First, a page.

Nuclear magnetic resonance (NMR) can provide critical information on the mechanisms involved, particularly on the formation and behavior of amorphous products. Until now it has only been applied ex situ, after operating and the dismantling of the cell. These measurements do not give a realistic view of the operating cell and can lead to biased data and erroneous interpretations, in particular because of the high reactivity of the products formed in Li-O2 batteries, such as singlet oxygen and peroxide. The first developments of operando NMR were mainly applied to metal or metal-ion batteries based on the intercalation or insertion of the charge carrier ion. This had not yet been realized for Li-O2 batteries, due to the difficulty of incorporating an O2 gas electrode in the NMR apparatus.


The NIMBE/IRAMIS team has succeeded in designing a closed system (see figure below) with a cylindrical cell including two compartments, the first being an oxygen reservoir and the second an electrode stack. The first advantage of this closed system is that it can be easily manipulated during NMR experiments, without connection to a gas supply. Another important advantage of this setup, for the type of battery to be studied, is the absence of evaporation of the electrolyte by the gas flow. In the design of the cell, other requirements were also taken into account to allow NMR measurements:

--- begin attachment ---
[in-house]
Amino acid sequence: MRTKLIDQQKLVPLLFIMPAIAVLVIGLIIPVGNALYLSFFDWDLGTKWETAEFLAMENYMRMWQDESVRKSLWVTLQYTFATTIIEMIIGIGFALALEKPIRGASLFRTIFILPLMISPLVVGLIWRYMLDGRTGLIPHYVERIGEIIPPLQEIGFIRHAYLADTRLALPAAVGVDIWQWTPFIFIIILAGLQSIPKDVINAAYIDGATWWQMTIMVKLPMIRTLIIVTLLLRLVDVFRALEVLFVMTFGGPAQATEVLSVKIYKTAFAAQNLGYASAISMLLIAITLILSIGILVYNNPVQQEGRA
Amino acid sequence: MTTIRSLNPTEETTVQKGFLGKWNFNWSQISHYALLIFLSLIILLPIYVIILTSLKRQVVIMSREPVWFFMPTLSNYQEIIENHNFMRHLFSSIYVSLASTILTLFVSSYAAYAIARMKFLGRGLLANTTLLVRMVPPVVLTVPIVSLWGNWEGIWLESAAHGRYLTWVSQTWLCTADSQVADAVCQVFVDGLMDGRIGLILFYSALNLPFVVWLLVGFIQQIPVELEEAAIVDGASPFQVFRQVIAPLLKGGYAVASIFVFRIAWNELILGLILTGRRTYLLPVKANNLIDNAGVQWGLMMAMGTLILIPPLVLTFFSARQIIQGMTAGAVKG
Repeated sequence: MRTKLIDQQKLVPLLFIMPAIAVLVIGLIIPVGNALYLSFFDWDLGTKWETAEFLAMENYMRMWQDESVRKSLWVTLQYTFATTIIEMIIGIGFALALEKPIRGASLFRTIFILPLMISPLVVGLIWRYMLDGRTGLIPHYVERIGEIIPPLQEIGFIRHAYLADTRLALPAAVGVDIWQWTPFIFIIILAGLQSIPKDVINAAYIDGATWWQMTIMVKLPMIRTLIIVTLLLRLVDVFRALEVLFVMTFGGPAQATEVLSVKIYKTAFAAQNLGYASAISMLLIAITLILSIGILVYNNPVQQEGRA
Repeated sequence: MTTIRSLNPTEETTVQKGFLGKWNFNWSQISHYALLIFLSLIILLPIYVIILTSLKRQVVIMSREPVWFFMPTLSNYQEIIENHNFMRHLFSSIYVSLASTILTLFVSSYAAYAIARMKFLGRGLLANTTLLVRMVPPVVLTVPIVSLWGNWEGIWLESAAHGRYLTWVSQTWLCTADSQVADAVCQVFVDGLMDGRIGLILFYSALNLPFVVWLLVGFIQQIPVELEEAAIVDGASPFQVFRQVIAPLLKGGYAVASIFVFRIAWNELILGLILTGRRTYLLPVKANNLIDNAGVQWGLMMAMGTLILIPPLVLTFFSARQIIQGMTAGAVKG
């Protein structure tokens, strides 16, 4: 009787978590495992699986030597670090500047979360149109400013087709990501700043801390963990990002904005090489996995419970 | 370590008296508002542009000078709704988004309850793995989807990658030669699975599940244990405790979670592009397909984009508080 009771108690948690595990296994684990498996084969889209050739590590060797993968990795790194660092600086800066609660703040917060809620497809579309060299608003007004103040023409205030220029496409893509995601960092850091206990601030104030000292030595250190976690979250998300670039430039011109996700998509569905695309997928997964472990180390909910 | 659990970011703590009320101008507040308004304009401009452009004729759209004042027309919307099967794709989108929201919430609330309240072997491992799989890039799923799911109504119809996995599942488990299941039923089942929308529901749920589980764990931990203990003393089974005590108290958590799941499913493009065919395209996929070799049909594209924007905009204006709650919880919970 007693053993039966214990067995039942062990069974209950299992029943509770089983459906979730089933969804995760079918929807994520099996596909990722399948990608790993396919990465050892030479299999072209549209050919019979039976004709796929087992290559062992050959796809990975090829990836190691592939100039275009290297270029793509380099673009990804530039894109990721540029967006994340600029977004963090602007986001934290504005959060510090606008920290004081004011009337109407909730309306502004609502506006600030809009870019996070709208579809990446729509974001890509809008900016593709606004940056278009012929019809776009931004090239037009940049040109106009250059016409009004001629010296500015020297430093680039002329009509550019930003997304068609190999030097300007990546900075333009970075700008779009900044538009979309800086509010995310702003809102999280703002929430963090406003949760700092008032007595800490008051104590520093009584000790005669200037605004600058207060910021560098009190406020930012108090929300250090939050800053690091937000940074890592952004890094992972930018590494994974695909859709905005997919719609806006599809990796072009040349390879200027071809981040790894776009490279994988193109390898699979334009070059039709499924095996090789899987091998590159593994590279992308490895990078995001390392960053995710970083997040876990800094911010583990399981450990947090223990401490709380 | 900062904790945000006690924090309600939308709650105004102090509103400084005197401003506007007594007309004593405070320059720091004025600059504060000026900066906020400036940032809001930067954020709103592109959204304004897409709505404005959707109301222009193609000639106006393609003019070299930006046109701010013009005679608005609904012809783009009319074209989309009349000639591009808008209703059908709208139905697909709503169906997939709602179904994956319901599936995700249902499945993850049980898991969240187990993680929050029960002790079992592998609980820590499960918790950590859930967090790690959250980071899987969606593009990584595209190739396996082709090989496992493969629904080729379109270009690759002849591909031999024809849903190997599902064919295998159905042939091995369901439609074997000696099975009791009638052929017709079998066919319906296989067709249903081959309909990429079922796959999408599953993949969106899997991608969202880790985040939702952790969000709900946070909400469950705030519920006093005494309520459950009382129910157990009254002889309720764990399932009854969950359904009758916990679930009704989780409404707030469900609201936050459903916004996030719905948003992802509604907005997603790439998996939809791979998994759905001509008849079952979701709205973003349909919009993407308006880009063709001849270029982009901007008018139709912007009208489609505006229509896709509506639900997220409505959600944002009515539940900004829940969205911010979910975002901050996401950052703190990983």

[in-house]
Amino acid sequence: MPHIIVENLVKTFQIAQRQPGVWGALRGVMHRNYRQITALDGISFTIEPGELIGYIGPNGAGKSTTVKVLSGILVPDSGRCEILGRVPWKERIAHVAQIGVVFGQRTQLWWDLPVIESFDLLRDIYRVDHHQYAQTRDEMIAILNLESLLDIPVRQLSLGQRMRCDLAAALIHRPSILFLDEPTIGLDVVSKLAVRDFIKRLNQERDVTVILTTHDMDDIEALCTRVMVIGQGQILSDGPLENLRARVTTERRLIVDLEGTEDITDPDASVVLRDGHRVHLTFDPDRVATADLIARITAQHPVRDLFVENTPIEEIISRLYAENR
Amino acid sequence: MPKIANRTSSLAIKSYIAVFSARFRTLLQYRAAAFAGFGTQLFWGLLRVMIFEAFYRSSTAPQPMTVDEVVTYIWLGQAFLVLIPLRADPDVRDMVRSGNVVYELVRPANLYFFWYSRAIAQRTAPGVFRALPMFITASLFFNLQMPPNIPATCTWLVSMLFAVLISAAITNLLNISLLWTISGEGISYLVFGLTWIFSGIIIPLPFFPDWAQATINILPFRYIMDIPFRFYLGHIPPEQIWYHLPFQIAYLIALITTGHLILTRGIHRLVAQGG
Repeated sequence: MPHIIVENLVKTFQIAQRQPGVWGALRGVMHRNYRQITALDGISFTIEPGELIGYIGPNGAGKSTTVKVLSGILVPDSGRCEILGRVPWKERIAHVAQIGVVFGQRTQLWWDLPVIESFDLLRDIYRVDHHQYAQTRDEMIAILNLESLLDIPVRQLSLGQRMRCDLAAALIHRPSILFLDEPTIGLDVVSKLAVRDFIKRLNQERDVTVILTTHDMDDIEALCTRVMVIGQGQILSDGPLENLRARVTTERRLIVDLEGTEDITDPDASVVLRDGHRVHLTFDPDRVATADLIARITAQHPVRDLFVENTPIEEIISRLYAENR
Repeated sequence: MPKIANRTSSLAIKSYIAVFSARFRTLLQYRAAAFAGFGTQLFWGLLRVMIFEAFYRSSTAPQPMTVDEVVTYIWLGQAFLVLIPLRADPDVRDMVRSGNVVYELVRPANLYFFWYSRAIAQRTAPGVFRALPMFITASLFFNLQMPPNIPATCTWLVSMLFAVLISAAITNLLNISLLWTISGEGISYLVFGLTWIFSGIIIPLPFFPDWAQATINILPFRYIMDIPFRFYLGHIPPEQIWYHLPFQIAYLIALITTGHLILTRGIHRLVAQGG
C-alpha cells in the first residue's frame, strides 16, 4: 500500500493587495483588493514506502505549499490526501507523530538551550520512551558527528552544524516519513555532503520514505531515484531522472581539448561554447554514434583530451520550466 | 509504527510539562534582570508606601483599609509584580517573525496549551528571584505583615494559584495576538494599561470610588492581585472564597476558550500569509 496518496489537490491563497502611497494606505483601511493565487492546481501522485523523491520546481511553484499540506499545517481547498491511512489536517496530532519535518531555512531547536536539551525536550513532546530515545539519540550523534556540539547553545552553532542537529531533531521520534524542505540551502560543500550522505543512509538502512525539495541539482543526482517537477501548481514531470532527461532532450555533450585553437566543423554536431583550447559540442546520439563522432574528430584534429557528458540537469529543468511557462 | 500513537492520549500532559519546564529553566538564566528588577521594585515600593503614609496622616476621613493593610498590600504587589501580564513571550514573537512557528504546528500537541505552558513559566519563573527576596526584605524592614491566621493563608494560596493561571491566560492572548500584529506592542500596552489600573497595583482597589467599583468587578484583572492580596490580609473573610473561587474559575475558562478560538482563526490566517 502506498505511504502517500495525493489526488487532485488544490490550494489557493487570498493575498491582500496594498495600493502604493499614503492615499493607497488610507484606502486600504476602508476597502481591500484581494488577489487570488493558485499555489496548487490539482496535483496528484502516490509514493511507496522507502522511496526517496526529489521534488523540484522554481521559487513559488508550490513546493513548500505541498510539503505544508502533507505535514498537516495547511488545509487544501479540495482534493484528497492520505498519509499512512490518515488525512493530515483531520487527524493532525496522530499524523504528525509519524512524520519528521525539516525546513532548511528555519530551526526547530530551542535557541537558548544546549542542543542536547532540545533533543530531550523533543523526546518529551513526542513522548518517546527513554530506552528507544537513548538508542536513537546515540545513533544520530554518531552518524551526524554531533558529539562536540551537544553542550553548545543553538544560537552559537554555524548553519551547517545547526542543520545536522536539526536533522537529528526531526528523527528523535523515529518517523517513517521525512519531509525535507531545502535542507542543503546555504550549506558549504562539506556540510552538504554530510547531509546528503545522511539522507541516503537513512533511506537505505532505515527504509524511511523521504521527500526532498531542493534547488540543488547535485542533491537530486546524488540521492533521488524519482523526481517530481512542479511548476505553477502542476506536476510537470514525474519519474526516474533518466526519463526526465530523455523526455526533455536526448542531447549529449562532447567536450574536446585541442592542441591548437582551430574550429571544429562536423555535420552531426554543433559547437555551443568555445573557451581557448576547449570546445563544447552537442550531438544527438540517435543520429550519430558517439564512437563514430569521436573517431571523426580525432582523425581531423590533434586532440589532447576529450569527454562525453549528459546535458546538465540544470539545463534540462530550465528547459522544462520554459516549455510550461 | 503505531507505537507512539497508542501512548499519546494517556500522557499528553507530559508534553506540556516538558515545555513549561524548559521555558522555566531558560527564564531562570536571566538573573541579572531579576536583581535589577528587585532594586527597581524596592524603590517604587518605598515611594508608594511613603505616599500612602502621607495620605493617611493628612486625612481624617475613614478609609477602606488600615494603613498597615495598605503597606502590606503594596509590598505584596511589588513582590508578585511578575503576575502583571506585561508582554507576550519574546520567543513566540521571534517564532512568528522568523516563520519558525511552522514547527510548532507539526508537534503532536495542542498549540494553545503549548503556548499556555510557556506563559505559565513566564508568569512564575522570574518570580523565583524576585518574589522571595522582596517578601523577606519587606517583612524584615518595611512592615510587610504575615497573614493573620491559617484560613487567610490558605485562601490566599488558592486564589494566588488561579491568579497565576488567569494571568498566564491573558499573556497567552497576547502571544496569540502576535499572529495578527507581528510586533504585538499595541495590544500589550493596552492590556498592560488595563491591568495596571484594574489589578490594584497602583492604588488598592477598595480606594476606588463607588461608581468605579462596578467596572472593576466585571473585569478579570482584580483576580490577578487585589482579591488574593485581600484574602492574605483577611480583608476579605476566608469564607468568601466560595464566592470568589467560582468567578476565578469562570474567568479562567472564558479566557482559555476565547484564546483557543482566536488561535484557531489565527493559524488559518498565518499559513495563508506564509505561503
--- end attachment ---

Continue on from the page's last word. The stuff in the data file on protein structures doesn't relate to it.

1. cell geometry adapted to the space available inside the NMR probe head;
  2. absence of metallic materials to avoid any interaction with the strong magnetic field;
  3. robust sealing and compression of the cell for cyclability and durability of the battery;
  4. sufficient mass of electrode material for enhanced measurement sensitivity.


Left: picture of the cell for static operando NMR measurements placed in the NMR probe; Center: schematic diagram of the operating principle of a Li-O2 battery with formation of the Li2O2 product from the electrochemical reaction between the Li+ ion, an e- and the O2 gas. Curves: evolution of the 7Li NMR spectra during successive charge-discharge cycles.